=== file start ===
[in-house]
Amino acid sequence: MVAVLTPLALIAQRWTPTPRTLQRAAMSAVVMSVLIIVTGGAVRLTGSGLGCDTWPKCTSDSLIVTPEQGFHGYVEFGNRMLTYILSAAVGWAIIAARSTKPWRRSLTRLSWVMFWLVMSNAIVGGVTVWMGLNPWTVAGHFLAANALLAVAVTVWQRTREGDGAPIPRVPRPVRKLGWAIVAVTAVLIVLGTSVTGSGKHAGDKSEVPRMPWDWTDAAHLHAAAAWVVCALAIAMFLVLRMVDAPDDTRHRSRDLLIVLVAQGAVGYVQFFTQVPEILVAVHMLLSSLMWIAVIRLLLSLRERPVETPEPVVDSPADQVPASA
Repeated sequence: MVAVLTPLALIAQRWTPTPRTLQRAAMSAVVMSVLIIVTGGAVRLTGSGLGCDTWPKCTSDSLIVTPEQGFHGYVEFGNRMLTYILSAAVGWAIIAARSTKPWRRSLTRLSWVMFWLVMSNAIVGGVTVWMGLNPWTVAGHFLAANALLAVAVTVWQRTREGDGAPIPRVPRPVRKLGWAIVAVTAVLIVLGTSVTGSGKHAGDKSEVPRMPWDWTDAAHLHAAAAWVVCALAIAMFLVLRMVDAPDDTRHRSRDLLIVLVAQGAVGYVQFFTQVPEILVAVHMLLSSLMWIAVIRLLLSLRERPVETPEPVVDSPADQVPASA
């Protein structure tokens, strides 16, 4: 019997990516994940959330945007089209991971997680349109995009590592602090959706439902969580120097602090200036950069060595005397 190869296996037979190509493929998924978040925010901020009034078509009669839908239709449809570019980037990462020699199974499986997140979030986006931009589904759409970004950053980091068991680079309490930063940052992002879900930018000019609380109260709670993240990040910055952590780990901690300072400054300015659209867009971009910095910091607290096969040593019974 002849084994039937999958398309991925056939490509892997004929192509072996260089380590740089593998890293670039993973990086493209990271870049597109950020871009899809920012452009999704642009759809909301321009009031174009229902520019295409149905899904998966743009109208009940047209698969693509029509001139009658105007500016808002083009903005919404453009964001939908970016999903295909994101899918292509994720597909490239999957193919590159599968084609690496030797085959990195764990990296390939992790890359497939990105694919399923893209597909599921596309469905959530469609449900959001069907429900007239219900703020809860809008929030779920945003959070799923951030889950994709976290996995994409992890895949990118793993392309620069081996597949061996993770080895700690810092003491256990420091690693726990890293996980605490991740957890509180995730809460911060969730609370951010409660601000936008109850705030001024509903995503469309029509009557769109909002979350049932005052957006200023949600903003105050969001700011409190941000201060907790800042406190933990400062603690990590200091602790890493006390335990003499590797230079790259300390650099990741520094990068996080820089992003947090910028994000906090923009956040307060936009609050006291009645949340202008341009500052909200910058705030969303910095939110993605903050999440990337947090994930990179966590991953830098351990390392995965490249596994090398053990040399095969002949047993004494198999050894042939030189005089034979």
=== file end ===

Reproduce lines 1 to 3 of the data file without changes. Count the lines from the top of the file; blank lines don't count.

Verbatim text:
[in-house]
Amino acid sequence: MVAVLTPLALIAQRWTPTPRTLQRAAMSAVVMSVLIIVTGGAVRLTGSGLGCDTWPKCTSDSLIVTPEQGFHGYVEFGNRMLTYILSAAVGWAIIAARSTKPWRRSLTRLSWVMFWLVMSNAIVGGVTVWMGLNPWTVAGHFLAANALLAVAVTVWQRTREGDGAPIPRVPRPVRKLGWAIVAVTAVLIVLGTSVTGSGKHAGDKSEVPRMPWDWTDAAHLHAAAAWVVCALAIAMFLVLRMVDAPDDTRHRSRDLLIVLVAQGAVGYVQFFTQVPEILVAVHMLLSSLMWIAVIRLLLSLRERPVETPEPVVDSPADQVPASA
Repeated sequence: MVAVLTPLALIAQRWTPTPRTLQRAAMSAVVMSVLIIVTGGAVRLTGSGLGCDTWPKCTSDSLIVTPEQGFHGYVEFGNRMLTYILSAAVGWAIIAARSTKPWRRSLTRLSWVMFWLVMSNAIVGGVTVWMGLNPWTVAGHFLAANALLAVAVTVWQRTREGDGAPIPRVPRPVRKLGWAIVAVTAVLIVLGTSVTGSGKHAGDKSEVPRMPWDWTDAAHLHAAAAWVVCALAIAMFLVLRMVDAPDDTRHRSRDLLIVLVAQGAVGYVQFFTQVPEILVAVHMLLSSLMWIAVIRLLLSLRERPVETPEPVVDSPADQVPASA